Russian authorities have recommended residents of Nyonoksa leave their village while work is carried out nearby, following a rocket engine accident that caused a spike in radiation last week, Interfax news agency said.
Russia‘s state weather service said radiation levels spiked in the Russian city of Severodvinsk by up to 16 times last Thursday, after what officials say was an explosion during a rocket engine test on a sea platform.
“We have received a notification … about the planned activities of the military authorities. In this regard, residents of Nyonoksa were asked to leave the territory of the village from Aug. 14,” authorities in Severodvinsk were quoted as saying.
Anxious local residents stocked up on iodine, used to reduce the effects of radiation exposure.
Moscow has a history of secrecy over major accidents, most notably after a 1986 explosion at the Chernobyl nuclear power plant in the then-Soviet republic of Ukraine – now regarded as the worst nuclear accident in history.
Medics who treated victims of the rocket engine test have been sent to Moscow for medical examination, TASS news agency cited an unnamed medical source as saying on Tuesday. The medics sent to Moscow have signed an agreement promising not to divulge information about the incident, TASS cited the source as saying.
No official explanation has been given for why the explosion caused a radiation spike. Russia’s state nuclear agency has said five of its scientists were killed. They were buried in the closed city of Sarov on Monday.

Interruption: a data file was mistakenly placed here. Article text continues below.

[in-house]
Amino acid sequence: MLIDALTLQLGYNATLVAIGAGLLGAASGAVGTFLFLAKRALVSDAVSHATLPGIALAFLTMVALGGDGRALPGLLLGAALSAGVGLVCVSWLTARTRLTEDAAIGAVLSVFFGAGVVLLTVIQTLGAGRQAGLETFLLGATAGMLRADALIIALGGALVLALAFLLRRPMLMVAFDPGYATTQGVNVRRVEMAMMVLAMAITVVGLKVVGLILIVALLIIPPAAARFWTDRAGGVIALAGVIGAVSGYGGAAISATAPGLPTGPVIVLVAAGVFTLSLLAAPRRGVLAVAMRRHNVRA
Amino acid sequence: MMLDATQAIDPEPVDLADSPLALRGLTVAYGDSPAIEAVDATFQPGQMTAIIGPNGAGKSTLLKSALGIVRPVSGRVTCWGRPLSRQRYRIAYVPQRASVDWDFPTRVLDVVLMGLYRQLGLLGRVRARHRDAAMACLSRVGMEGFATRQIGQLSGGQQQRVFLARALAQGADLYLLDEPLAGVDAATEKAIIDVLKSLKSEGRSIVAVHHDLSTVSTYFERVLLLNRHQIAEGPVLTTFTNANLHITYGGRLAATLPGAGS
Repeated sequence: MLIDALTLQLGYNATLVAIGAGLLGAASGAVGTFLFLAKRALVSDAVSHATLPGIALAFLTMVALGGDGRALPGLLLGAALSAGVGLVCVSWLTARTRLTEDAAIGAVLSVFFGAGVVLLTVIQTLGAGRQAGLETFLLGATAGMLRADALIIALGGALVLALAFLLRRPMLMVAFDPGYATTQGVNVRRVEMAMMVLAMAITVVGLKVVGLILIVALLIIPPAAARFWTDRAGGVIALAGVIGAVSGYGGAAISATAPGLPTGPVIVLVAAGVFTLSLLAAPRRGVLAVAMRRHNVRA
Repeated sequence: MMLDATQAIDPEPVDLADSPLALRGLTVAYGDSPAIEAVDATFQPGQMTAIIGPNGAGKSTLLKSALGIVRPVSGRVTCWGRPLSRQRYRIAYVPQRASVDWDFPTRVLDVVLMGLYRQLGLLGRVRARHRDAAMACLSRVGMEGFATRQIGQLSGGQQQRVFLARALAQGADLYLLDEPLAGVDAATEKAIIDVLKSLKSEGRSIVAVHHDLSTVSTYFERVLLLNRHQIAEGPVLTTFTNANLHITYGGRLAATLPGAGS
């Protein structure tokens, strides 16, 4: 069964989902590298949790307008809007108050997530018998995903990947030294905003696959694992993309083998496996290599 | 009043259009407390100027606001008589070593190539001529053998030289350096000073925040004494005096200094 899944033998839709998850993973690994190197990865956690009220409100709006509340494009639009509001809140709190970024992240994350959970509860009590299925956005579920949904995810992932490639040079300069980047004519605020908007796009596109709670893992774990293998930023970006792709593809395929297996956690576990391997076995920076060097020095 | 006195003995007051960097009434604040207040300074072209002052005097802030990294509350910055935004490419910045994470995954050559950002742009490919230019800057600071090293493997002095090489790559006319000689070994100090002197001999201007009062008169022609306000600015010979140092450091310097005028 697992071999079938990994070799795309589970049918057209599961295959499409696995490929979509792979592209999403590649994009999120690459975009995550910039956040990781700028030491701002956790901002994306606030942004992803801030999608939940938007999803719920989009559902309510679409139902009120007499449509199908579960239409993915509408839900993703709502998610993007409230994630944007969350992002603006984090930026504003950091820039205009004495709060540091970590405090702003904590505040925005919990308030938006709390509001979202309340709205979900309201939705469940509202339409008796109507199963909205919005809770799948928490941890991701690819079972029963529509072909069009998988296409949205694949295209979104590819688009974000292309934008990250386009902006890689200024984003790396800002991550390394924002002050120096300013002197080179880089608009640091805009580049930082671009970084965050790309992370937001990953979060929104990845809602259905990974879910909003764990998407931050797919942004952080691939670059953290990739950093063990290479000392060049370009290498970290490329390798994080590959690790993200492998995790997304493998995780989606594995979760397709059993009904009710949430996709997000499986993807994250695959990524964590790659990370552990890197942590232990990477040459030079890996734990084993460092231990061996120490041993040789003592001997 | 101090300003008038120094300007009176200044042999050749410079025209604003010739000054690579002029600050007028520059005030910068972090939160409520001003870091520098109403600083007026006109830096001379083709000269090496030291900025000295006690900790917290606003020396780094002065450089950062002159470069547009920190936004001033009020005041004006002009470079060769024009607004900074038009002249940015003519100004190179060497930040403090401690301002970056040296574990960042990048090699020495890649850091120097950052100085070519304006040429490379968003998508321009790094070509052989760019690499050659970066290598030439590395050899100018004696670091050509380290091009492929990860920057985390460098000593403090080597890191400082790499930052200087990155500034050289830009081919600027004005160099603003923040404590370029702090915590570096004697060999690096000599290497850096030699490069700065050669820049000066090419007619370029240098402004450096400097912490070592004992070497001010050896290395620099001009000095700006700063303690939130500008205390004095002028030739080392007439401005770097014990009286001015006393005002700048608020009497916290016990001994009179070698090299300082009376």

The Defense Ministry initially said background radiation had remained normal, but a spike in radiation levels recorded in a nearby city prompted U.S.-based nuclear experts to suspect the failed test involved a nuclear-powered cruise missile.
The experts said they suspected the radiation release resulted from a mishap during the testing of the Burevestnik nuclear-powered cruise missile.
The Burevestnik was one of an array of new strategic weapons touted by Putin last year. Tensions between Moscow and Washington over arms control have been exacerbated by the demise this month of a landmark nuclear treaty.
The Kremlin has not commented on the accident.
President Donald Trump said on Monday the United States was “learning much” from the explosion.
“The Russian ‘Skyfall’ explosion has people worried about the air around the facility, and far beyond,” Trump said, using the NATO alliance’s name for the Burevestnik.
At memorial events in Sarov that included a gun salute, Rosatom head Alexei Likhachev praised the deceased nuclear experts as the “pride of the country” and the “pride of the atomic sector.”
“The best tribute to them will be our continued work on new models of weapons, which will definitely be carried out to the end,” Likhachev was quoted as saying by the RIA news agency.
In an interview published late on Sunday, an official at the scientists’ research institute in Sarov did not spell out exactly what they had been doing, but suggested that they had been working on a small nuclear reactor.
The official, Vyacheslav Solovyev, said the institute was working on “sources of thermal or electric energy using radioactive materials, including fissile materials and radioisotope materials.”
He said “these developments are also actually happening in many countries. The Americans last year … also tested a small-scale reactor…. Our center also continues to work in this direction.”
The institute’s work serves both civilian and military ends, he said.
The city administration in Sarov, which is around 250 miles east of Moscow, announced two days of mourning, saying the experts died while “performing a task of national importance,” RIA reported.
Rosatom named the five dead scientists as Alexei Vyushin, Evgeny Koratayev, Vyacheslav Lipshev, Sergei Pichugin and Vladislav Yanovsky.